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Colorado Elk Hunt - 2018
The second leg of my 2018 western hunt plan landed me back in Colorado, this time for elk. The elk hunt was the original plan prior to learning about my good fortune in the bighorn sheep draw. Never actually considered turning this tag back in because this hunt was not really about me, but more an effort to get a good friend, Troy, an opportunity at his first elk. Due to Troy's work schedule, we only had a week to get it done. When we arrived, the golden aspens were in full display.
This was my fifth elk hunt in this particular unit. It was a bit disappointing to learn our typical campsite was occupied...along with every other campsite in that general area. For the first time in my experience, the unit was packed full of campers, hikers and ATV / motorcycle riders. I had planned to check out a couple secluded meadows some 1500' above my usual haunts anyway....so that is where we pitched camp. Notice the beetle kill has virtually wiped out the dark timber in this area.
Meet Troy! This was actually Troy's second elk hunt. Brought him to this same area back in 2011. He had two close encounters with bull elk on that trip, but was never offered a shot opportunity. Hopes were high for a different result on this trip.
Turned out, the secluded meadows were not secluded enough. We encountered other elk hunters on consecutive hunts with only one spike bull sighting to show for our efforts. We decided to retreat down the mountain and try a different area....hopefully one with less competition.
Our first morning at the new location, we got close to a herd bull and his cows. The herd bull did not wish to cooperate, but I did bugle a 5X5 satellite bull within 22 yards of Troy's position. Unfortunately, Troy got busted attempting to draw his bow. Elk: 1 - Bowhunters: 0
The next few days were warm and relatively uneventful. We even took one evening off to give our legs a break and do some trout fishing. Finally, the warm weather pattern broke and it felt more like elk season. The high country even received a new blanket of snow. We were running out of time, but had high hopes the cooler weather would kick start some elk rut activity.
The last morning of the hunt, we hiked more than two miles from the trailhead in the dark. This was an area our other hunting partner, Gerald Eads, had encountered elk a couple days earlier. At daybreak, we spotted a small group of cows and spike bulls feeding on the ridge above. Troy said he was willing to take a cow late in the hunt...so up we climbed...and climbed....and climbed. Of course, once we got up there, the elk were nowhere to be found.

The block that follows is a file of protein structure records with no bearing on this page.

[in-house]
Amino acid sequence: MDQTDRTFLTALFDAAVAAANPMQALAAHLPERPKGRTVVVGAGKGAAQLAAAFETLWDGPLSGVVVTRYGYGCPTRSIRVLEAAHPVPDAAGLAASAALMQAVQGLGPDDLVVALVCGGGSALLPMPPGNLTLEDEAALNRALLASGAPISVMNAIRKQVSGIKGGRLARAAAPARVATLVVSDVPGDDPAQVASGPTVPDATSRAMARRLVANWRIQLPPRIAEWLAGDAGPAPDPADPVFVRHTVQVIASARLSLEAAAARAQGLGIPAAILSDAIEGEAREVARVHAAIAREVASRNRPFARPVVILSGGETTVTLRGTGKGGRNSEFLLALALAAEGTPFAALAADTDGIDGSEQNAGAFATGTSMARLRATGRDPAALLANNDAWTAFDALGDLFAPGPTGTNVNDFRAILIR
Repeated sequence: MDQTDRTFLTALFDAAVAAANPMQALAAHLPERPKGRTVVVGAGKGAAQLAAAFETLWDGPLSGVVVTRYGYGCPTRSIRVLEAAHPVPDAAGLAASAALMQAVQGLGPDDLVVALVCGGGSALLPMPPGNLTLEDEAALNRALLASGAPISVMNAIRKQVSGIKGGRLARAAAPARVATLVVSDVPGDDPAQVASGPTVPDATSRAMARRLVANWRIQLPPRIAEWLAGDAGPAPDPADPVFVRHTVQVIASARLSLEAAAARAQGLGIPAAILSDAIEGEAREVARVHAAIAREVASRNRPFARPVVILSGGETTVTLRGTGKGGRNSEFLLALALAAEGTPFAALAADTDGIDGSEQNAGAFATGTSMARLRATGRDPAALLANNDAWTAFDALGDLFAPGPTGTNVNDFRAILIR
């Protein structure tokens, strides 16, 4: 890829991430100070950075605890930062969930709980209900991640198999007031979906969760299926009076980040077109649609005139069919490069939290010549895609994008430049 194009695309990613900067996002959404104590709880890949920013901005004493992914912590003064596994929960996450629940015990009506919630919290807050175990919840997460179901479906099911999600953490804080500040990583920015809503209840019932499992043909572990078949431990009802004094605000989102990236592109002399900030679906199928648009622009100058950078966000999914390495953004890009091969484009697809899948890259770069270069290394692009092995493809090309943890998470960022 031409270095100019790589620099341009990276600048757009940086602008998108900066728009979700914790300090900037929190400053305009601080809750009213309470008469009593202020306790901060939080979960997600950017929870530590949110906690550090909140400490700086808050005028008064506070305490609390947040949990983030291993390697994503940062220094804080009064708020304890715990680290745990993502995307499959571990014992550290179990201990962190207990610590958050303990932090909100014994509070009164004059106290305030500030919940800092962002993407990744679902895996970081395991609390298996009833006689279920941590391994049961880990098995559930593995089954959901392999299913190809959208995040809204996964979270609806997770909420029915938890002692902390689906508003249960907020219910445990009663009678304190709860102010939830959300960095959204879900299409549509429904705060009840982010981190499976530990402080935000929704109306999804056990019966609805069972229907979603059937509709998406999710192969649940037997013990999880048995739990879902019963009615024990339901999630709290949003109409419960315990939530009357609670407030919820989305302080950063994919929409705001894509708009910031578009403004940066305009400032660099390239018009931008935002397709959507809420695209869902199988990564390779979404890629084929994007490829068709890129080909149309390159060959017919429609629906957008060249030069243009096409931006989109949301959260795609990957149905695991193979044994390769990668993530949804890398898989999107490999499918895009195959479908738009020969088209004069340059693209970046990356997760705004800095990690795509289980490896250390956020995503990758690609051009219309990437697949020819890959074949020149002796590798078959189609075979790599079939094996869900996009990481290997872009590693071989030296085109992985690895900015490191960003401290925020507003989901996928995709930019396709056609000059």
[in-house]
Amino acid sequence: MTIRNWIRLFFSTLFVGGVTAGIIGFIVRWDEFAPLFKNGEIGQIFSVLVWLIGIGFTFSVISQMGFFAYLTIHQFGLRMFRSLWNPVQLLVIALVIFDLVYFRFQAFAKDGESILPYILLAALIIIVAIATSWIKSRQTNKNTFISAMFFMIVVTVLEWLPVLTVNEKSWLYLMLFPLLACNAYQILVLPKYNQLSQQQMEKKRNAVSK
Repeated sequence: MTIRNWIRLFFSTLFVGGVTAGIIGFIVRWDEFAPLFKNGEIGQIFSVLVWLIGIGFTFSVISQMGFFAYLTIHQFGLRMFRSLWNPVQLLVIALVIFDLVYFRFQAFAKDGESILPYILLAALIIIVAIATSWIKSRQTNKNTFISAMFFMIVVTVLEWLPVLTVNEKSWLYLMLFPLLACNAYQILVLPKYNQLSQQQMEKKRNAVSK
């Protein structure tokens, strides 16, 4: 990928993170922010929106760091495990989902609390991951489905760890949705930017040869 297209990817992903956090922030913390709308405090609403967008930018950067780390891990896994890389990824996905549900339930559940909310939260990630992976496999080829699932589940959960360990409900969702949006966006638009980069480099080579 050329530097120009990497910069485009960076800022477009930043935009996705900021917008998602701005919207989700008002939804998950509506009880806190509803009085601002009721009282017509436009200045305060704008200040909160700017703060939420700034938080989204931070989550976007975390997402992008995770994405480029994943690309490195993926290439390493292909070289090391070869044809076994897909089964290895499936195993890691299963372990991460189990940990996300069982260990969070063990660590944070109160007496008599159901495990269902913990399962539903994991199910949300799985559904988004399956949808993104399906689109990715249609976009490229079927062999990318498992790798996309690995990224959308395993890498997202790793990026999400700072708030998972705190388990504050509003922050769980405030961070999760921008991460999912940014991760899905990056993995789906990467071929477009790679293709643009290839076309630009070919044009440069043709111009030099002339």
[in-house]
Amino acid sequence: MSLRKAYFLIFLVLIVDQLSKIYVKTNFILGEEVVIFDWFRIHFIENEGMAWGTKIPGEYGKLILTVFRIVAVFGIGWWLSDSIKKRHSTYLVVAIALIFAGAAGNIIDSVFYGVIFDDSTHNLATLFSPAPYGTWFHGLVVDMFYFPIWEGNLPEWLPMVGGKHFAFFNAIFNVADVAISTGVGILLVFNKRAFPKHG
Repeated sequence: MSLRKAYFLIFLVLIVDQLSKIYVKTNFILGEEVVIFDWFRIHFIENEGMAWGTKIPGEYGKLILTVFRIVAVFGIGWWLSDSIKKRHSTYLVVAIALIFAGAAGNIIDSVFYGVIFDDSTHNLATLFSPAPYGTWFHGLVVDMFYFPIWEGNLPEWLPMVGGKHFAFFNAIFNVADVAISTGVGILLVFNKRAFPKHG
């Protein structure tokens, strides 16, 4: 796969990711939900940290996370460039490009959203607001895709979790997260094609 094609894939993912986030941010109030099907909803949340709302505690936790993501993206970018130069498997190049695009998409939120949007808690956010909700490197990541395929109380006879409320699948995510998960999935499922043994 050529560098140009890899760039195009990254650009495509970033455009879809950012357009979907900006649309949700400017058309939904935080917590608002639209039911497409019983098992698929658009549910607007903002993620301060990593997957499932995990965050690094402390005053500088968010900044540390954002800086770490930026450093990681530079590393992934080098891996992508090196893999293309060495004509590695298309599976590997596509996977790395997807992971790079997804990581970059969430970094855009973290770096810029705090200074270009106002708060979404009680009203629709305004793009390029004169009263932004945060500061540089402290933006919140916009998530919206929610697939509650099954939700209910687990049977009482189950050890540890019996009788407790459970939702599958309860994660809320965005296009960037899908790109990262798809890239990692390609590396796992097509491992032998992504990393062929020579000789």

While trying to figure out our next move, a bull bugled in the drainage below. Through the binoculars, we could see he was a very good bull....estimated to be in the 320" range. He was moving his cows into the timber to bed for the day and we had the wind on him. We quickly cut the distance on him and set up.
The bull responded to my first challenge. A few minutes later, he responded again...but was moving away. We got aggressive, moved with him and challenged again. This time he bugled back directly below us....and again began moving his cows. This time Troy was in a good position...but the bull passed by just out of his effective range.
Last day of the hunt....so we remained aggressive and moved again. When I bugled again, the bull's attitude had changed. He was done retreating from the intruder and began closing the distance....answering every challenge I threw at him. Troy was set up roughly fifty yards in front of me...on the same level as the approaching bull. I have a front row seat and expect him to go full draw at any moment.
Just then, a satellite 5X5 walks in above Troy and offers a 35 yard broadside shot. Troy takes the "bird in the hand" opportunity and lets an arrow fly. The satellite ran down the hill, past the herd bull (spooking him) and all went quiet. Troy gave me the "thumbs up" indicating a good hit. We waited 30 minutes before taking up the blood trail and a short time later, Troy was wrapping his hands around the antlers of his first bull elk. Mission accomplished!
I was forty years old before ever setting foot in the Rocky Mountains. Troy is the third elk hunter I've had the pleasure of accompanying on their first successful elk hunt. I can assure you, that is an experience that never gets old! Thanks for following along!
This thread would not be complete without a shot of Gerald "First Mate" Eads! It was Gerald's scouting efforts that put us in position to make Troy's dreams come true. The "First Mate" tag was Troy's humor and he often referred to me as "The Guide". Of course we both told Troy that made him "The Client"! LOL
Congrats to you all! I had heard a rough version of the story from my dad but your account with the pictures was great.
Sounds like a great time through all the adversity. Congrats.
Wow, congrats to all on gettin' er done!
Love those white tips! Great job getting Troy his first elk!!!
Congratulations to everyone. Great trip!!
Beautiful bull. Nicely done.
great outcome guys
excellent photos as well